I believe in the power of the internet to support communities, share information and learn about the universe. I submit Instructables, post how-to videos and mentor students around the globe. I use open source and creative commons just as much as I add to it.
Yet Pinterest makes me uncomfortable. This social media service assumes that any visual content is there for the taking. Their ‘pin it’ button seamlessly integrates copyrighted material into the Pinterest licensing system. It's just a little too slick not to wonder what's happening behind their closed doors.
I am not going to delve into the legality of Pinterest TOS nor how many users are pinning content without copyright approval. That will be played out over time by those far more qualified than myself.
What I want to share with you is the understanding that Pinterest is a tool. And just like any other tool you need to use it wisely to support your needs or it will use you. The following is a heirarchy of methods I employ when sharing information on the internet and specifically addresses the optimization of Pinterest.
Step 1: Basic Guidelines
Prevent loss of attribution by placing a watermark on the image itself.
Make it easy for current social media to link back to your website by using plug-ins and apps.
Step 2: Use Transparent GIF Files
1. If the web page does not have an image Pinterest has nothing to pin.
Two ways to achieve this are:
a) don’t post an image.
b) insert a transparent gif over your image.
On this page I have installed a trans gif .
Step 3: Install the 'No Pin' Code
Go the bottom of the Help page and click on ‘what if I don’t want images pinned?’. This section provides a short code to place at the top of your web page. As of 27 February 2012 the code is <meta name="pinterest" content="no-pin" />
On this page I have installed the no pin code.
Step 4: Active Flickr No Pin Code
Log on to your Flickr account and enter the privacy settings tab. Scroll to ‘allow others to share your stuff’ and click no. When someone attempts to pin your photos this message appears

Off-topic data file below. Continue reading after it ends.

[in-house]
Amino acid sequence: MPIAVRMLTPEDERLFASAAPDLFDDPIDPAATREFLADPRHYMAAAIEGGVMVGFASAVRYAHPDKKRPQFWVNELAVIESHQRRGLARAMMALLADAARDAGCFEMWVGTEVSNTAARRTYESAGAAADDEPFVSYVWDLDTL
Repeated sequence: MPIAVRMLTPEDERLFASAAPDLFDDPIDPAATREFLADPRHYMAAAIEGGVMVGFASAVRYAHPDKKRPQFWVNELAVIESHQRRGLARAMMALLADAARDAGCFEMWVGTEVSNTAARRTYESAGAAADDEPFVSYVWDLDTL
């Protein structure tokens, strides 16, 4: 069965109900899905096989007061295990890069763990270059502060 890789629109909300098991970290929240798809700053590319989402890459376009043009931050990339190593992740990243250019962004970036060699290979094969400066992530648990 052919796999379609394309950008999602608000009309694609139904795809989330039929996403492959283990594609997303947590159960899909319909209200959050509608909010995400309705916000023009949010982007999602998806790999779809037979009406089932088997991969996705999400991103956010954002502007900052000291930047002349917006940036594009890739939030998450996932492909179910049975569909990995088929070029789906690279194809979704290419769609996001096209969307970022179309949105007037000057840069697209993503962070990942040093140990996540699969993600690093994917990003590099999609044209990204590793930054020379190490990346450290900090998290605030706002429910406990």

On this Flickr page I have installed a no pin code.
Step 5: Utilize Pinnable Thumbnails
Currently, Pinterest appears to be uploading a medium size image file to it’s service. If their members have access to this big bold view why would they click thru to your website? Furthermore, do you want to freely give away a medium sized image for Pinterest to license?
Or as Mama would say - why buy the cow when you can get the milk for free?
Instead - use an engaging thumbnail image on the webpage so that viewers are encouraged to click thru to your website.
this page pins as a medium image
this page pins a thumbnail
You find that Pinterest only has access to a 200 x 133 thumbnail teaser.
Step 6: Use It or Be Used by It
Please use these methods to build your consensual relationship with Pinterest.
Its a great social media tool.
Use it before it uses you.
I'll be looking for you on Pinterest!
February 2012 Media References
‘Pinterest Users Need to Read the Fine Print’ by Carole Ditosti
‘Pinterest Introduces "NOPIN" to Counter Copyright Concerns’ by Lim Yung-Hui
‘Is Pinterest a Haven for Copyright Violations?’ by Ellen Brundige
‘Pinterest Might Be Enabling Massive Copyright Theft’ by Kevin Lincoln
'A Flaw in Pinterest’s Potential Fair Use Argument' by Lian Amaris
'For Pinterest, Revenue Would Turn Copyright Questions Into Problems' by Colleen Taylor